Friday, August 28, 2009

Test design: do it right the first time!

If you are in software testing field you probably noted how difficult it is to grasp the idea behind the test cases when all you see is a collection of steps presented for review. This is too easy to get bogged down into step details. You may have even got this impression "Wait a minute! I wanted to review what is supposed to be tested instead of reading individual steps trying to compile them into logical test sequences!" If you did – then read on. Some advises may prove to be useful for you. If you never experienced such issue read on anyway. The fact you never noted the problem does not mean it cannot not hit you ;) Remember, this is not what you know will kill you.

The solution to the problem is of the same sort as we used to apply in other types of activities - early validation. So, you need the means to early identify problems with your design, until it gets "hardcoded" into written form, with steps and test data. The question remains – how to present testing ideas in a short and convenient for review form? There are a couple of ideas. Both proved to be quite successful in my experience.

The first idea is to generate a list of test conditions or test requirements before starting to generate test cases. The list can be presented in form of a tree:

- file types:
---- doc
---- txt
---- pdf
---- xml
- file content:
---- text
---- pictures
---- text + pictures
- file size:
---- large
---- empty

The time needed to generate such a list is negligible. You don't even need to bother about test data at this point. The whole idea you put behind the testing may be wrong, so time spent for creating complex test files will be a total waste.

Tree forms allows for easy review. It helps providing your thoughts in a structured way and keeps reader's attention at one context at a time, thus improving the quality of analysis. Seeing such a list one may easily find out that there are no tests for specific conditions (text in UT8 format for example). The only problem with this approach is that you do not tell how you are going to validate those conditions.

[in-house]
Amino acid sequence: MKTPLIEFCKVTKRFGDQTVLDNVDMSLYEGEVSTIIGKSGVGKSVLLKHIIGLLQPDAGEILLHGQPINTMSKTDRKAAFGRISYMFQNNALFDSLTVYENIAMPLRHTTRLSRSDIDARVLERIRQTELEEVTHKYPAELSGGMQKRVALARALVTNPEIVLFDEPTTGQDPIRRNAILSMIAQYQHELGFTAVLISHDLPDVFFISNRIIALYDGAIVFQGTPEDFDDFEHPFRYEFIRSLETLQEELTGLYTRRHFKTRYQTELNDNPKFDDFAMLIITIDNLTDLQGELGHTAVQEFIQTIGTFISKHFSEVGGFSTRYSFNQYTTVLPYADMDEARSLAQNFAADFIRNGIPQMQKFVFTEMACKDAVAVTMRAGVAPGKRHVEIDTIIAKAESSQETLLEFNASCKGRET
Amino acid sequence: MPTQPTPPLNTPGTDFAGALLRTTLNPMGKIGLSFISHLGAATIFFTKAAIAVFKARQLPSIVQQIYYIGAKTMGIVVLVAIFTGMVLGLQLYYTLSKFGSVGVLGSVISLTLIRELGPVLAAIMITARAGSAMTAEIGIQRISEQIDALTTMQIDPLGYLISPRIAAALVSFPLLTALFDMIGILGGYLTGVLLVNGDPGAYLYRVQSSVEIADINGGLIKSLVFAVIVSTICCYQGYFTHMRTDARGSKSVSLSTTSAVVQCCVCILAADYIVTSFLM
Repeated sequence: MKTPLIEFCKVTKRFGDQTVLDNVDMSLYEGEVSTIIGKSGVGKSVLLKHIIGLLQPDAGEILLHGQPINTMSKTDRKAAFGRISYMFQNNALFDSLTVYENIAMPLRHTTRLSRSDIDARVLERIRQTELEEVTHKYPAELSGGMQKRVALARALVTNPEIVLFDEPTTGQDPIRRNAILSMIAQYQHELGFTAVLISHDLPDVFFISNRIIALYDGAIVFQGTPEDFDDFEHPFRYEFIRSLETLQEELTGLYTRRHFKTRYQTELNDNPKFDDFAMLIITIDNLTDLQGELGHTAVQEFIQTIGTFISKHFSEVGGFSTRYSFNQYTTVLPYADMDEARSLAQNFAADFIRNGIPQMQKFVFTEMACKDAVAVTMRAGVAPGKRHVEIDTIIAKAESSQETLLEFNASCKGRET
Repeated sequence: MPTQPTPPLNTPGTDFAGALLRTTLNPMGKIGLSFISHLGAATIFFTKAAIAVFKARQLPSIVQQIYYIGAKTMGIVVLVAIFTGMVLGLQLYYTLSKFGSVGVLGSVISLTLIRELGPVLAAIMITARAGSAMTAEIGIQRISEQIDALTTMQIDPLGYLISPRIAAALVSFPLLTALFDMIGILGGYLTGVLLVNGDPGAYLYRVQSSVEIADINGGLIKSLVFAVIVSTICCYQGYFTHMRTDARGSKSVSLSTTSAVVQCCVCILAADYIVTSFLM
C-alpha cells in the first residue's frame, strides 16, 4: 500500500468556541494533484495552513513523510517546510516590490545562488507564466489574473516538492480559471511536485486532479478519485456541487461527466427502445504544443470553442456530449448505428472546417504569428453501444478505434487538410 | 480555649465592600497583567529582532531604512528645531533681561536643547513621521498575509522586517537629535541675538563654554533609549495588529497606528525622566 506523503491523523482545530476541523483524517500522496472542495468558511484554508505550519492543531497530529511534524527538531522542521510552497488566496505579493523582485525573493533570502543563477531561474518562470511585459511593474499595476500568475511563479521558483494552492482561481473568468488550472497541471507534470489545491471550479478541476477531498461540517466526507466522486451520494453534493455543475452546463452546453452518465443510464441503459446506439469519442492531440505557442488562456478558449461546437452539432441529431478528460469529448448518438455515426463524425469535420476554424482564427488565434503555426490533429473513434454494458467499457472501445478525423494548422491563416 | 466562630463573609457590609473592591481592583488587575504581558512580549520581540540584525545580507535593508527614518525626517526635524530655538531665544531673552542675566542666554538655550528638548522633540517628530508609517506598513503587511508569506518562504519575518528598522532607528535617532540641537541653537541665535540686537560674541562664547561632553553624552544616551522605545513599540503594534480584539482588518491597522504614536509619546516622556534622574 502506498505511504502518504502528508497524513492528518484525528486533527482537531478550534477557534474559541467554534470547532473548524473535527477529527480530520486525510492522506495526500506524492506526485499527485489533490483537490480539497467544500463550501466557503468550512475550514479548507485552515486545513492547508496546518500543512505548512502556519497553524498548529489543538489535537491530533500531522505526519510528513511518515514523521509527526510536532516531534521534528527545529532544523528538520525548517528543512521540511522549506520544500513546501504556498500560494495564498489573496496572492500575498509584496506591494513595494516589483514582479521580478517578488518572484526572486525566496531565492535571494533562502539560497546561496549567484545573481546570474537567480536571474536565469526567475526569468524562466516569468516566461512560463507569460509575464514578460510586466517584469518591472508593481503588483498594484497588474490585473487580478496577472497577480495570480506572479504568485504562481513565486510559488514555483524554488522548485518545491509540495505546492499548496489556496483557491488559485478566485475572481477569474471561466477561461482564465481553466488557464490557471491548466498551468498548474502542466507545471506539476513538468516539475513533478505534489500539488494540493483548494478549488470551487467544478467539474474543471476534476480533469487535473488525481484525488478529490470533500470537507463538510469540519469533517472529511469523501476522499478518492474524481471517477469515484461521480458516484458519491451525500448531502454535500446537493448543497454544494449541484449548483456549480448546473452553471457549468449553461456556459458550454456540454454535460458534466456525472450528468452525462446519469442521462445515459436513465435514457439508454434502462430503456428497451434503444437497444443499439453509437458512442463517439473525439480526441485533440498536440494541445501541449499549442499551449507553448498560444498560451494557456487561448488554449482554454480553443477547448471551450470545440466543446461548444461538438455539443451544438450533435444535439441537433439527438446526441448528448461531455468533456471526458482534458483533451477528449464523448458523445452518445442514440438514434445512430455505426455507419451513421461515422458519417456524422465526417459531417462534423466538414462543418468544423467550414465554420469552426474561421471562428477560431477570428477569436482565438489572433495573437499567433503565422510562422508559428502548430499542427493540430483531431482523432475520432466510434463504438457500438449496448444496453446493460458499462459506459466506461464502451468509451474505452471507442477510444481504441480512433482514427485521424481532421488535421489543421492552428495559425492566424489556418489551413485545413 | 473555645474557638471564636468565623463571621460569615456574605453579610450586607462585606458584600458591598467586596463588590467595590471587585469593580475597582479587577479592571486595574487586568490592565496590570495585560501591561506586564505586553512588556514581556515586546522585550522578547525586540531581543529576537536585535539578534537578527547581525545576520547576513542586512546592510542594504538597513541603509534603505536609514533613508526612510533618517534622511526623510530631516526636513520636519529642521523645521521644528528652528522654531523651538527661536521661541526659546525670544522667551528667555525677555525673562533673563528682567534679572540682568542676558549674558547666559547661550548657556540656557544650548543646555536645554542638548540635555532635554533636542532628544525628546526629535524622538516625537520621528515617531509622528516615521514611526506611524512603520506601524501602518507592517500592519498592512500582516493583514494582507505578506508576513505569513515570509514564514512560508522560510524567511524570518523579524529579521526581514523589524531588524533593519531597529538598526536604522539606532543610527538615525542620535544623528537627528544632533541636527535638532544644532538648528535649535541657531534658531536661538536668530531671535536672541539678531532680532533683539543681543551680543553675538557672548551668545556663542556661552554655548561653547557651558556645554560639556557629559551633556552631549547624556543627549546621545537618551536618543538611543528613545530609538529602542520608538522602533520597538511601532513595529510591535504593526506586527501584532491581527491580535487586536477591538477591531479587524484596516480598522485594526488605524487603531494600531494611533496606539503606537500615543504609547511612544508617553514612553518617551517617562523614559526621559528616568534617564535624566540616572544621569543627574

Another way is providing an overview along with your test design. It works as well to better review process, but it does not help against rework. If you have chosen wrong way in your design, you will need to re-develop your test cases.

Overview is written for the reviewer. It shall answer the following questions:

- What is supposed to be tested?
- How is it supposed to be tested?
- What conditions are to be tried out?
- How the results are going to verified?
- Whether or not automated testing will be used?
- Risks and limitations of selected testing strategy.

Having the answers on these questions will allow a reviewer to easily grasp the ideas behind the testing and to validate them.

Test design review is a hard task because there is a lot of a detail. The main goal of review is not to make sure details are correct. We are much more interested to see if testing design is adequate to get confidence that, once it pass, we have a quality product. There is no need to provide obscuring details to review. The early you present your work to review and the easiest it will be to understand it - the best quality and productivity you can achieve.


  1. Vladimir,

    Nice post.

    You wrote "we are much more interested to see if testing design is adequate to get confidence that, once it passes we have a quality product." I agree. From my experience, testing every test condition at least once is not adequate to accomplish this goal.

    To achieve a reasonable level of confidence in quality, from my experience, it is very often advisable to design tests to achieve AT LEAST pairwise coverage, if not 3-way coverage. Pairwise coverage, for example, would guarantee that not only would you test "text" as an input type but that "text" would be tested in at least one test case against every other variable (e.g., "text" with "doc file type" in one test case; "text" with "txt file type" in another test case; "text" with "pdf file type" in another test case; "text" with "xml file type" in another test case and (in the test cases listed above, being sure to include "text" with "big file size" and "text" with "small file size".

    For anyone interested in finding out more, tools like our Hexawise test case generator can be extremely useful to accomplish this. We have a free version available at

    - Justin

  2. Vladimir,

    Nice thoughts.

    The idea of preparing list of test conditions or test requirements & presenting in tree format is simply great.

    It surely helps a lot when we design testcase manually or using any Test Case Generator (as mentioned by Justin)

  3. to hexawise

    Yep! What you have mentioned is called dependent test requirements. This effecte comes to action when one requirement's existance or features may depend on another one. For example, it may matter what size of files of different types you try to open with your text editor. If it support up to 1MB files then txt file will contain more textual information than Word or HTML.

    Another example of dependent requirements is search in Notepad. It may go up and down, depending on the choosen options. So, if you test finding first and finiding last symbols you will need to test both directions. Test requriements in this case will look like follows:

    - find
    -- up
    --- find first
    --- find last
    -- down
    --- find first
    --- find last